Online progs vs trads debate ‘too polarised’, warns Ofsted research chief


Debate over pedagogy has become “too polarised” and fighting between traditionalists and progressives on social media “quite unhelpful”, Ofsted’s research chief has said.

Professor Daniel Muijs told Schools Week the “trads-vs-progs” debate had become a “simplification of the evidence around teaching, around pedagogy, to say that it is one or the other”.

“In general teachers need a repertoire of strategies . . . depending on where they are in the progression of teaching a particular topic in the curriculum.

“They may need a more expository method, more direct instruction to start with and, once kids have gained more expertise in an area, they might need to move on to a more inquiry-based approach. I think the polarisation can slightly misrepresent what you actually find.”

Muijs also warned debate in this area had become a situation “where people don’t actually listen to each other”.

“Those kinds of debates often go on for many days, but nobody’s mind is ever changed. You can sometimes question, what is the point of that?

“People are also more entrenched in their positions. The style of debate on social media with 280 characters, it’s hard to put a lot of subtlety in your arguments. Sometimes it exacerbates the style of debate.”

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  1. Michael Pye

    This is the compromise fallacy. Split the difference and call it truth. Of course entranced positions and argument isn’t helpful but telling everyone to just stop isn’t any better (and won’t work). Conflict exists for a reason and those causes need addressing.

    As someone who would be identified as a traditionalist I find the dismissal of the debate frustrating (and that is not my preferred term, explicit, evidenced based teaching would be, see how that term changes our perception). After training I spent years on progressive teaching methods struggling to make them work before finally reading the research myself and discovering I had been severely mislead.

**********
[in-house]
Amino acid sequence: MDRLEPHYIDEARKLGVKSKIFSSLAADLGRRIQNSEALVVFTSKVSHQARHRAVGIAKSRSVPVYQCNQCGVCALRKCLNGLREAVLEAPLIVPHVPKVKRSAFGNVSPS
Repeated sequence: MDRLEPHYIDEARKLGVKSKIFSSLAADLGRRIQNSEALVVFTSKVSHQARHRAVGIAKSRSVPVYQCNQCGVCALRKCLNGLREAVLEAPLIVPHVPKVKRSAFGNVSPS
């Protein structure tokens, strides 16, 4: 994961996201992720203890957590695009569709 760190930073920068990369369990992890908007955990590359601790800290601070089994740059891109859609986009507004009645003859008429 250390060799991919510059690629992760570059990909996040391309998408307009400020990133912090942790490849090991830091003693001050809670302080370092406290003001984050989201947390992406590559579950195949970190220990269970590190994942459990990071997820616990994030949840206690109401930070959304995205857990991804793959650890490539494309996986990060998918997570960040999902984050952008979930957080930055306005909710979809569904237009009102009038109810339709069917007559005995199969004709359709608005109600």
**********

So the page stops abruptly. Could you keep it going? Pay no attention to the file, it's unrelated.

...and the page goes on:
Once you realise that subject knowledge, well planned explicit teaching steps alternated with practice, lots of exemplars and modelling, and finally how the role is primarily a performance role (all teachers need to have excellent delivery but only a few need to be expert curriculum, diagnostic, assessment designers) then you are free to really focus in, and master, the job. This simple model of teaching is well supported by the research and unlike more ideological approaches is easy to learn and scale without a ridiculous workload.. I would be a much better teacher if I had been taught this from the start.

    Now I can see why people might disagree with me but the debate is important and as I said above if OFSTEAD want to cool this debate down they need to be more assertive in managing it (just like we would manage the behavior in class). P.s while most won’t change their mind the general shift by OFSTEAD, and the fact that there is now so many people advocating more explicit teaching, shows that this debate has had consequences.